This book provides a collection of chapters from prominent mathematics educators in which they each discuss vital issues in mathematics education and what they see as viable directions research in mathematics education could take to address these issues. All of these issues are related to learning and teaching mathematics. The book consists of nine chapters, seven from each of seven scholars who participated in an invited lecture series (Scholars in Mathematics Education) at Brigham Young University, and two chapters from two other scholars who are writing reaction papers that look across the first seven chapters. The recommendations take the form of broad, overarching principles and ideas that cut across the field. In this sense, this book differs from classical “research agenda projects,” which seek to outline specific research questions that the field should address around a central topic.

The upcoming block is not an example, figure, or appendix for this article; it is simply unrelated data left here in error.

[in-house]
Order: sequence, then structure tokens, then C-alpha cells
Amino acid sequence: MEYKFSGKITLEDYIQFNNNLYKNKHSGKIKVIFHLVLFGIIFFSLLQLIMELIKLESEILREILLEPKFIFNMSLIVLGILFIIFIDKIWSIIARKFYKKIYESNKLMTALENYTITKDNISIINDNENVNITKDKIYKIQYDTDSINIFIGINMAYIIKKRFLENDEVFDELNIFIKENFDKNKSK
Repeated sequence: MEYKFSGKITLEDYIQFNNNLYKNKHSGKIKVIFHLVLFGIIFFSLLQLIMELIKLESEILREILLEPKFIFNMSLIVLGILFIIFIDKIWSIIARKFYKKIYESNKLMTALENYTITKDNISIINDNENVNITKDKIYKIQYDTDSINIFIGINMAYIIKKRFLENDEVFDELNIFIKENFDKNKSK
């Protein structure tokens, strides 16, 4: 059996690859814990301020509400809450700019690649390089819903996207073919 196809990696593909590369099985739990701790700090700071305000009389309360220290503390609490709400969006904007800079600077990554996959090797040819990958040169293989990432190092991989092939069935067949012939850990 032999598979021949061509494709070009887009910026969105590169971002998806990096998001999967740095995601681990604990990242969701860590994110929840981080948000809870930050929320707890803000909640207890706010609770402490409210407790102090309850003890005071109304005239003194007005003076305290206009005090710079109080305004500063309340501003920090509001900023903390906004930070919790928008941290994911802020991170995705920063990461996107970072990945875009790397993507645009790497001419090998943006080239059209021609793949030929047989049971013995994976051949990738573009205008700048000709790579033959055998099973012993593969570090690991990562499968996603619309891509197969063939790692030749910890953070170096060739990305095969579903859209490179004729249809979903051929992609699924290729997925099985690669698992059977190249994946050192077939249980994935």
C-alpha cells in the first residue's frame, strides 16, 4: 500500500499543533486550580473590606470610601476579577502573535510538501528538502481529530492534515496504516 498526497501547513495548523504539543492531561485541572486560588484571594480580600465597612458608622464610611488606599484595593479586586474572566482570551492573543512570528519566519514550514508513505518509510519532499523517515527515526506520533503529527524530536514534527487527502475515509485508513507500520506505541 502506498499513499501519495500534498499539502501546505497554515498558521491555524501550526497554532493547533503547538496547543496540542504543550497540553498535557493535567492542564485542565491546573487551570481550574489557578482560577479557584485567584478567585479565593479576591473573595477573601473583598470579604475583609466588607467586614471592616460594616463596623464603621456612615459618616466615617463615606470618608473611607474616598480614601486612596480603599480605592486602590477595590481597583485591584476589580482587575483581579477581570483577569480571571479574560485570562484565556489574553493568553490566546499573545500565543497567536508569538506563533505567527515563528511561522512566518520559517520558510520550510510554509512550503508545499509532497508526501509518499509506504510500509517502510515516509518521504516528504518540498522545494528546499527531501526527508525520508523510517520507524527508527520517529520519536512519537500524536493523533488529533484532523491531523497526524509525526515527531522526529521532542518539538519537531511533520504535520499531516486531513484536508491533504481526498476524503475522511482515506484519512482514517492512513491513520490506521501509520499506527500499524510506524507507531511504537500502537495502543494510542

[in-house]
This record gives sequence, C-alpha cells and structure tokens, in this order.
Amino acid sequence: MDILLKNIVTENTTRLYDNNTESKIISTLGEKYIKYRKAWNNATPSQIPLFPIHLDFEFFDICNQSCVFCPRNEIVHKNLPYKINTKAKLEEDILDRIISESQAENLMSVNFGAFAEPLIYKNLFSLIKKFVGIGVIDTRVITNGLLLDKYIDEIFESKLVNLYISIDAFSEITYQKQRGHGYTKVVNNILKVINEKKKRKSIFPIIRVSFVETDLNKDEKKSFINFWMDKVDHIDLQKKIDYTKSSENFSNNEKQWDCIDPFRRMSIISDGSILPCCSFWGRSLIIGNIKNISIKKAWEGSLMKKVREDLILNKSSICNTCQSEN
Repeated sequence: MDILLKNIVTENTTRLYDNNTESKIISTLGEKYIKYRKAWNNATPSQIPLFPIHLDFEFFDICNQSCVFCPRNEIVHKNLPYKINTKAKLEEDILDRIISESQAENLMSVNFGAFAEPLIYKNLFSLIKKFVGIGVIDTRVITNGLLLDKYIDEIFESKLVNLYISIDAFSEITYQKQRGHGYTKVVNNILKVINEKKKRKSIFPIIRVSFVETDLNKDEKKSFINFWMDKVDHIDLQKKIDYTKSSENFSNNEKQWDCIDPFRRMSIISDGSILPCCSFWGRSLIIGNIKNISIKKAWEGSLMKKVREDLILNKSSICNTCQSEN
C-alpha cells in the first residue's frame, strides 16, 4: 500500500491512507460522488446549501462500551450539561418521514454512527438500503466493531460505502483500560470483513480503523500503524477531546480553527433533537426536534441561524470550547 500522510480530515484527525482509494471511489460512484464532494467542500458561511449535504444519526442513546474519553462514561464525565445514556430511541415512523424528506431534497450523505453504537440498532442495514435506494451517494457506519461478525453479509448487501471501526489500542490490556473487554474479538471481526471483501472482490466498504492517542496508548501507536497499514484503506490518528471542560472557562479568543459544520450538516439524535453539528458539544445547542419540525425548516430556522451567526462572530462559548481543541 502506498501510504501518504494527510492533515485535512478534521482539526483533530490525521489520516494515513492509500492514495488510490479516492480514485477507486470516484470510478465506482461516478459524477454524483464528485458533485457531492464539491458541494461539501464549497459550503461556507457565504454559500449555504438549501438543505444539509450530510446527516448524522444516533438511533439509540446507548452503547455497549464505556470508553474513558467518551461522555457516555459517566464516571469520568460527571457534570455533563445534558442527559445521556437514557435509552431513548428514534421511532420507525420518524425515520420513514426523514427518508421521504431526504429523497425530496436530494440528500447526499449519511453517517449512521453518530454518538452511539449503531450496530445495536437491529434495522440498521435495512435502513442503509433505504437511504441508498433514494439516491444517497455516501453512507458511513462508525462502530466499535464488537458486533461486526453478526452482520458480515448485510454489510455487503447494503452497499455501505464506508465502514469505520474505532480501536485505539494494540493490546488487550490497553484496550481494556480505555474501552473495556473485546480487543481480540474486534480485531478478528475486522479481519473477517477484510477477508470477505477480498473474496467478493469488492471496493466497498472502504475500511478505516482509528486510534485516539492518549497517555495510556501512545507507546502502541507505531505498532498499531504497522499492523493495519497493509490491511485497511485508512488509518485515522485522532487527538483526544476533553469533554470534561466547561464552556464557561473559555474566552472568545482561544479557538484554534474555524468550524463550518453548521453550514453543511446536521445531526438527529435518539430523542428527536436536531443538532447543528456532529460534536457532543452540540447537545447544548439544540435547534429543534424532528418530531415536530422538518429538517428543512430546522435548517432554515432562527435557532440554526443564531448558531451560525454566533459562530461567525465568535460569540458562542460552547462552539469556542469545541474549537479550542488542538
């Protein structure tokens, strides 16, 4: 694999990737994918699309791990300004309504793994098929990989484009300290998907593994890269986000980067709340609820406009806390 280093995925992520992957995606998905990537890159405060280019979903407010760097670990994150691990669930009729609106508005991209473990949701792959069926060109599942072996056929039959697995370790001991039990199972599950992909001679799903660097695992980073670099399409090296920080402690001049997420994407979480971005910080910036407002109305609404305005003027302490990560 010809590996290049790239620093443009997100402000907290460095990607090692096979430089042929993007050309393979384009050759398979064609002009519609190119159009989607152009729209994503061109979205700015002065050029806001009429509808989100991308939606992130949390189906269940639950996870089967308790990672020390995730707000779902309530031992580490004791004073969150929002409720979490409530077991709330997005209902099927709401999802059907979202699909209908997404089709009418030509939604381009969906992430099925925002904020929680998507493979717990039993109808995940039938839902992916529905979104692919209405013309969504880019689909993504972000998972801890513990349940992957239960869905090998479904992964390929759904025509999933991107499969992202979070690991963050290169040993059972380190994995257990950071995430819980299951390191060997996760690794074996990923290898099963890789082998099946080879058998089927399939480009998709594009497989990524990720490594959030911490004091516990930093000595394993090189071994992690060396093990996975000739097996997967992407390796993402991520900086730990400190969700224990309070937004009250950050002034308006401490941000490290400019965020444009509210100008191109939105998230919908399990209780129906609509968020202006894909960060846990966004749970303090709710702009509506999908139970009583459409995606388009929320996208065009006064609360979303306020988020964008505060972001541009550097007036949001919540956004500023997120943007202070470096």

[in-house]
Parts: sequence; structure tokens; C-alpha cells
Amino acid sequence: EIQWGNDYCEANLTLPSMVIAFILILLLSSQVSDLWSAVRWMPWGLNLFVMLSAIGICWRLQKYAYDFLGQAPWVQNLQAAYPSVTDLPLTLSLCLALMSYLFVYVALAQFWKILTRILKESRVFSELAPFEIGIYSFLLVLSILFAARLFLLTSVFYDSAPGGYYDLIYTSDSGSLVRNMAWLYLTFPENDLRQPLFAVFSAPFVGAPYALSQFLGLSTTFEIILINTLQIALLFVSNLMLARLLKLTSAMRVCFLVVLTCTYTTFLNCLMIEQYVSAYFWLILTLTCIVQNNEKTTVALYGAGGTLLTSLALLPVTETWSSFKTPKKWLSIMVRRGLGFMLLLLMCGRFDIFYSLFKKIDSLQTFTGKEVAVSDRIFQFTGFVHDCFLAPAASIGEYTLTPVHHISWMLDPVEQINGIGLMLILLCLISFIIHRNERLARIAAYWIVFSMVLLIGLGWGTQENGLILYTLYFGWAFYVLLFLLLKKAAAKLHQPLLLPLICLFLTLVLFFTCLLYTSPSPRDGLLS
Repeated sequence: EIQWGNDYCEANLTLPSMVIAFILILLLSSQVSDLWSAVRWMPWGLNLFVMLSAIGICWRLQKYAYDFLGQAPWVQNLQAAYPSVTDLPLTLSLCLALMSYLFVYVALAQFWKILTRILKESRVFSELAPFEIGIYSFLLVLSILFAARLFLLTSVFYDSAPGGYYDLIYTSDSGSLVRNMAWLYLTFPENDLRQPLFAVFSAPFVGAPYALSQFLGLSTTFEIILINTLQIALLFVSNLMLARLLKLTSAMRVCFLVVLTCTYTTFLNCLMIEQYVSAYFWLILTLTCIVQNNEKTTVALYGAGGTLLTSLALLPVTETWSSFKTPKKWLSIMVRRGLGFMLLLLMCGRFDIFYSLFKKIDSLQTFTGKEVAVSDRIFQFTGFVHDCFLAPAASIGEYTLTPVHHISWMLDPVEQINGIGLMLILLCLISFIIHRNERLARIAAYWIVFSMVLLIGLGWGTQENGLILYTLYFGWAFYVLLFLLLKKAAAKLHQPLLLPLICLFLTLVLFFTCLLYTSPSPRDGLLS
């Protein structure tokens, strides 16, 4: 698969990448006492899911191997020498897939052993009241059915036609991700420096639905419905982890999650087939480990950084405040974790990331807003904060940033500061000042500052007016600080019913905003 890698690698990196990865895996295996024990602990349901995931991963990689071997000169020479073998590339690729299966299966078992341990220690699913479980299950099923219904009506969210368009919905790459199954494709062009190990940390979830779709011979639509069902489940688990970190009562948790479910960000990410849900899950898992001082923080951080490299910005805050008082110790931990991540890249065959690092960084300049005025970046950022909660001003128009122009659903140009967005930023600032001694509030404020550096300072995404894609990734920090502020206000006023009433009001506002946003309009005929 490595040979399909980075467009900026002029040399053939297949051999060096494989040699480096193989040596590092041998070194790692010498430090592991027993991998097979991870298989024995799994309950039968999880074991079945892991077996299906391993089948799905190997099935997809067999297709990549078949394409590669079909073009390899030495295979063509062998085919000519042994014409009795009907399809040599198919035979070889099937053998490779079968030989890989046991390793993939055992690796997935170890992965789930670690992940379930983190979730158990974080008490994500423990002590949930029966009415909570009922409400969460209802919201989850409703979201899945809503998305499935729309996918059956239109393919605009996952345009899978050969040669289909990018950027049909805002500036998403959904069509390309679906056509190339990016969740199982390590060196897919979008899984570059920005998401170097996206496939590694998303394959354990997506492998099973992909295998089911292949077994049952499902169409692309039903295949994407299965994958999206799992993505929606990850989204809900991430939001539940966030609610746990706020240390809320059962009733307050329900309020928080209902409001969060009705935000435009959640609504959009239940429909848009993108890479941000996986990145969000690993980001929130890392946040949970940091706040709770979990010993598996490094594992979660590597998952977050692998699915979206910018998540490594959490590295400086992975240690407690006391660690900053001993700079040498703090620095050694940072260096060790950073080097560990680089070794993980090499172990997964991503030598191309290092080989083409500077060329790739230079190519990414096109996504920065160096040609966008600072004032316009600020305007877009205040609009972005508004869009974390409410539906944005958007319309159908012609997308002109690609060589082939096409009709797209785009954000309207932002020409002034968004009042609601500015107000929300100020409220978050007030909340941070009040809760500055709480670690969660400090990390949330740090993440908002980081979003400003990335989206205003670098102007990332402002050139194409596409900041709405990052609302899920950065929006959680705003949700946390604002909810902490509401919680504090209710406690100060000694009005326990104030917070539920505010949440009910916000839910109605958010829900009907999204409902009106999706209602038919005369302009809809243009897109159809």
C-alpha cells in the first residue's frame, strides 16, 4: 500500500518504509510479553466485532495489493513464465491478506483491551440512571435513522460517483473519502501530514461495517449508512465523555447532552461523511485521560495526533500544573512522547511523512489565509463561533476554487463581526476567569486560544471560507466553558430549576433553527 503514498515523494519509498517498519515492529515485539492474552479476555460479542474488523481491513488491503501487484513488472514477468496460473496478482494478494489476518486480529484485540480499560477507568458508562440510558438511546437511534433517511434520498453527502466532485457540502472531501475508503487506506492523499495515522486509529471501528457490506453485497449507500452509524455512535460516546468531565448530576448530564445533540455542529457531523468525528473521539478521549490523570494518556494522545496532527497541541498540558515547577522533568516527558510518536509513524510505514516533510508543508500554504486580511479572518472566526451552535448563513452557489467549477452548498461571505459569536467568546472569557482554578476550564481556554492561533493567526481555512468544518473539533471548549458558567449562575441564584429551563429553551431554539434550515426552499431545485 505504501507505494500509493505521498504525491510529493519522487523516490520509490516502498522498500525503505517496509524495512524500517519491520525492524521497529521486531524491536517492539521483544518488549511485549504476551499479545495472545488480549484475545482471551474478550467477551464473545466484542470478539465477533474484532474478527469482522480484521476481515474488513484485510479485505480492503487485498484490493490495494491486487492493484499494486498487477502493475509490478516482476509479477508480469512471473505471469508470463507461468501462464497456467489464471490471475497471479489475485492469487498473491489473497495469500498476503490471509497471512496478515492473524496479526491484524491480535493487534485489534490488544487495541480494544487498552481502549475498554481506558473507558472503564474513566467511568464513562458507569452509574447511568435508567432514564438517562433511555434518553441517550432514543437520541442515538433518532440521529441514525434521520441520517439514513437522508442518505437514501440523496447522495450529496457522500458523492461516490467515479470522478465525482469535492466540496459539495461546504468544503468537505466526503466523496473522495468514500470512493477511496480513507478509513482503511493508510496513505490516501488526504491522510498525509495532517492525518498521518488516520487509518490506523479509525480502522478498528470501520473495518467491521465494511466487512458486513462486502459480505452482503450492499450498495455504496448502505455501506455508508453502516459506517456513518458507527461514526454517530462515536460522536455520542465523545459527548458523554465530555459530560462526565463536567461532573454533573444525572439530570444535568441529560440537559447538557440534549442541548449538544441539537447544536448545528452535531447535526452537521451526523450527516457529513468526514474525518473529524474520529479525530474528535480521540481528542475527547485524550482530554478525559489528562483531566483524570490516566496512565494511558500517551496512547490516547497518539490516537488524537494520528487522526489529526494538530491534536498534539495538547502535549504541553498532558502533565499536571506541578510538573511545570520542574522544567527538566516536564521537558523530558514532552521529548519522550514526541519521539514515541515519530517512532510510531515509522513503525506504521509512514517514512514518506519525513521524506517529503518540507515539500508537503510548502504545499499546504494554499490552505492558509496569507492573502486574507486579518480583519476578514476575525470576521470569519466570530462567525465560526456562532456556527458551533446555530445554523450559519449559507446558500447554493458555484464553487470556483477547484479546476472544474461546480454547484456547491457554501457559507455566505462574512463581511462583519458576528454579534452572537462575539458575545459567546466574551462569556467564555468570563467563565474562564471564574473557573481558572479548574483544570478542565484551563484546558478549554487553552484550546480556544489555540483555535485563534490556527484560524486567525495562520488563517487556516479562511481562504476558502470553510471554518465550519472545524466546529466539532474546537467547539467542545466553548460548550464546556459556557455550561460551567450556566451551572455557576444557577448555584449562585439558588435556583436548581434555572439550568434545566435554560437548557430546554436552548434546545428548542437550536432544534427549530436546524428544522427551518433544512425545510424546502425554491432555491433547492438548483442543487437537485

|Publisher:||Springer New York|
|Product dimensions:||6.10(w) x 9.25(h) x 0.02(d)|
Table of ContentsPreface.- Reflections on a Portrait of our Field.- Making Progress in U.S. Mathematics Education: Lessons LearnedPast, Present and Future.- The Constantly Underestimated Challenge of Improving Mathematics Instruction.- In the Absence of Meaning.- The Need for Theories of Conceptual Learning and Teaching of Mathematics.- Intellectual Need.- The False Dichotomy in Mathematics Education between Conceptual Understanding and Procedural Skills: An Example from Algebra.- Needed: Critical Foxes.- Where are the Foxes in Mathematics Education?.